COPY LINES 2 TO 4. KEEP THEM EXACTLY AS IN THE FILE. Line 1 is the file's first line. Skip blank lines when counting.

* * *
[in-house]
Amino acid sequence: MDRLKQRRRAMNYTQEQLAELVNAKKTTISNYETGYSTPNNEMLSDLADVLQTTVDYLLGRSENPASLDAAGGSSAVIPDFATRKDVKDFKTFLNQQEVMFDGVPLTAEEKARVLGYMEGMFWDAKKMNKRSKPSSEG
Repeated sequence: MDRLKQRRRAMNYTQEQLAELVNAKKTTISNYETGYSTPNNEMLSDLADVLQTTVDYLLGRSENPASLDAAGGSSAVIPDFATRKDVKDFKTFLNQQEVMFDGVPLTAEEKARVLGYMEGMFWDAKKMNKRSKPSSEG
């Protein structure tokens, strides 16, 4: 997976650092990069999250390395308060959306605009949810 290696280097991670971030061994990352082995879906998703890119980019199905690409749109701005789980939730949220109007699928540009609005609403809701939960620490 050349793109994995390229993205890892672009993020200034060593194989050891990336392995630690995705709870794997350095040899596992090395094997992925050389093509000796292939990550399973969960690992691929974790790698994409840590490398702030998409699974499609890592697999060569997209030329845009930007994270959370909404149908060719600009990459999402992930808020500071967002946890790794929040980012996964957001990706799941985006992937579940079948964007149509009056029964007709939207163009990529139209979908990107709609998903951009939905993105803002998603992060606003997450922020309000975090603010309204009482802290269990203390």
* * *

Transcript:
Amino acid sequence: MDRLKQRRRAMNYTQEQLAELVNAKKTTISNYETGYSTPNNEMLSDLADVLQTTVDYLLGRSENPASLDAAGGSSAVIPDFATRKDVKDFKTFLNQQEVMFDGVPLTAEEKARVLGYMEGMFWDAKKMNKRSKPSSEG
Repeated sequence: MDRLKQRRRAMNYTQEQLAELVNAKKTTISNYETGYSTPNNEMLSDLADVLQTTVDYLLGRSENPASLDAAGGSSAVIPDFATRKDVKDFKTFLNQQEVMFDGVPLTAEEKARVLGYMEGMFWDAKKMNKRSKPSSEG
């Protein structure tokens, strides 16, 4: 997976650092990069999250390395308060959306605009949810 290696280097991670971030061994990352082995879906998703890119980019199905690409749109701005789980939730949220109007699928540009609005609403809701939960620490 050349793109994995390229993205890892672009993020200034060593194989050891990336392995630690995705709870794997350095040899596992090395094997992925050389093509000796292939990550399973969960690992691929974790790698994409840590490398702030998409699974499609890592697999060569997209030329845009930007994270959370909404149908060719600009990459999402992930808020500071967002946890790794929040980012996964957001990706799941985006992937579940079948964007149509009056029964007709939207163009990529139209979908990107709609998903951009939905993105803002998603992060606003997450922020309000975090603010309204009482802290269990203390």